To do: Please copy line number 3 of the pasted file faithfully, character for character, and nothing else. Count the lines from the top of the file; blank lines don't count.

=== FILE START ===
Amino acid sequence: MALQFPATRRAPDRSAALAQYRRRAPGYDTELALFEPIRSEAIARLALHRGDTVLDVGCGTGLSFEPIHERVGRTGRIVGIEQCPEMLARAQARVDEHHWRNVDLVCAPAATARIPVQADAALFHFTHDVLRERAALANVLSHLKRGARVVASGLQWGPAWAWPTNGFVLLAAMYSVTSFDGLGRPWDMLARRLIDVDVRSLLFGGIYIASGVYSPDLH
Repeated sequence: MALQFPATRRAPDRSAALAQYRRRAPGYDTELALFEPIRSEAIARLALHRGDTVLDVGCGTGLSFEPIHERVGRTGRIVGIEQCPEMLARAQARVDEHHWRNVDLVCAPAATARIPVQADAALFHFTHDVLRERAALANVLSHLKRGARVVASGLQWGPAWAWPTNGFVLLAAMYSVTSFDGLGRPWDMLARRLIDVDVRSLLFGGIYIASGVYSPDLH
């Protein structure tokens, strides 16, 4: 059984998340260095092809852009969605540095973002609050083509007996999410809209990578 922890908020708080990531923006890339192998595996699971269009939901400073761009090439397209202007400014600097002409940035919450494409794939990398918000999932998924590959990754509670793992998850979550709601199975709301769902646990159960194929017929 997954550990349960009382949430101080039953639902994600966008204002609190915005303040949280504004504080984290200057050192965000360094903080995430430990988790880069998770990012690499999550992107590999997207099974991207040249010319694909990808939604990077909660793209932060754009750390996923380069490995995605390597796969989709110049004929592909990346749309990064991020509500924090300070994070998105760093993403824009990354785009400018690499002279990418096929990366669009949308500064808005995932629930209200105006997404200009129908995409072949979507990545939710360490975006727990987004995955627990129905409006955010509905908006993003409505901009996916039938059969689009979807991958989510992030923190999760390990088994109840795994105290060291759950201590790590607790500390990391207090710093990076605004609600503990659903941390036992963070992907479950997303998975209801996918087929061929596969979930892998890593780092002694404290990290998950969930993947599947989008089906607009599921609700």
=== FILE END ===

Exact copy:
């Protein structure tokens, strides 16, 4: 059984998340260095092809852009969605540095973002609050083509007996999410809209990578 922890908020708080990531923006890339192998595996699971269009939901400073761009090439397209202007400014600097002409940035919450494409794939990398918000999932998924590959990754509670793992998850979550709601199975709301769902646990159960194929017929 997954550990349960009382949430101080039953639902994600966008204002609190915005303040949280504004504080984290200057050192965000360094903080995430430990988790880069998770990012690499999550992107590999997207099974991207040249010319694909990808939604990077909660793209932060754009750390996923380069490995995605390597796969989709110049004929592909990346749309990064991020509500924090300070994070998105760093993403824009990354785009400018690499002279990418096929990366669009949308500064808005995932629930209200105006997404200009129908995409072949979507990545939710360490975006727990987004995955627990129905409006955010509905908006993003409505901009996916039938059969689009979807991958989510992030923190999760390990088994109840795994105290060291759950201590790590607790500390990391207090710093990076605004609600503990659903941390036992963070992907479950997303998975209801996918087929061929596969979930892998890593780092002694404290990290998950969930993947599947989008089906607009599921609700």